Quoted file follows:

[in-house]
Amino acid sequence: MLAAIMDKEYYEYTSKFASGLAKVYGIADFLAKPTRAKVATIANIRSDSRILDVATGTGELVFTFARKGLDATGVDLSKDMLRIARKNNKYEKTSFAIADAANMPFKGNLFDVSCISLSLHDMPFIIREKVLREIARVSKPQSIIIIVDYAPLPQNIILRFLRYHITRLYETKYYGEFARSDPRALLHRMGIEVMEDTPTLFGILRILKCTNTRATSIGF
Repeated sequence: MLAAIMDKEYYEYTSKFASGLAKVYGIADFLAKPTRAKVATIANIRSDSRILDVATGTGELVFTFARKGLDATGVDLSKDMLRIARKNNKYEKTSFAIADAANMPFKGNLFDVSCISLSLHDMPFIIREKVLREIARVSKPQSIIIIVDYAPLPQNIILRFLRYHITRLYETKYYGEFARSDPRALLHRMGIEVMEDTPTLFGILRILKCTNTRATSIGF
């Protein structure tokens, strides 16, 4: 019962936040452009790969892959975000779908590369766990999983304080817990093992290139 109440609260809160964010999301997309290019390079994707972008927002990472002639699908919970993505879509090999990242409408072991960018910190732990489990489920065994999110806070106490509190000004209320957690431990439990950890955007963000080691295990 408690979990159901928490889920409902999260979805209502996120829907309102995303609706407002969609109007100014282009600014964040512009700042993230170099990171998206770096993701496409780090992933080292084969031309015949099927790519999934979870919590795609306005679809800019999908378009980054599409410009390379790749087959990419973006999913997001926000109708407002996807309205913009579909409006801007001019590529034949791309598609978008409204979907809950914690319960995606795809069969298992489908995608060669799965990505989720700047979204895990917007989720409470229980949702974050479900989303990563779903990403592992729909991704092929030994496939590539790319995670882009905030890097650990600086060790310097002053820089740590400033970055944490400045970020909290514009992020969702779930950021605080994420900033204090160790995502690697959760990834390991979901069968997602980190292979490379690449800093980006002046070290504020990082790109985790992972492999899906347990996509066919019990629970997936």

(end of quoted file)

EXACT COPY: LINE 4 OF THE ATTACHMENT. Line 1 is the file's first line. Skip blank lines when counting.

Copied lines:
């Protein structure tokens, strides 16, 4: 019962936040452009790969892959975000779908590369766990999983304080817990093992290139 109440609260809160964010999301997309290019390079994707972008927002990472002639699908919970993505879509090999990242409408072991960018910190732990489990489920065994999110806070106490509190000004209320957690431990439990950890955007963000080691295990 408690979990159901928490889920409902999260979805209502996120829907309102995303609706407002969609109007100014282009600014964040512009700042993230170099990171998206770096993701496409780090992933080292084969031309015949099927790519999934979870919590795609306005679809800019999908378009980054599409410009390379790749087959990419973006999913997001926000109708407002996807309205913009579909409006801007001019590529034949791309598609978008409204979907809950914690319960995606795809069969298992489908995608060669799965990505989720700047979204895990917007989720409470229980949702974050479900989303990563779903990403592992729909991704092929030994496939590539790319995670882009905030890097650990600086060790310097002053820089740590400033970055944490400045970020909290514009992020969702779930950021605080994420900033204090160790995502690697959760990834390991979901069968997602980190292979490379690449800093980006002046070290504020990082790109985790992972492999899906347990996509066919019990629970997936």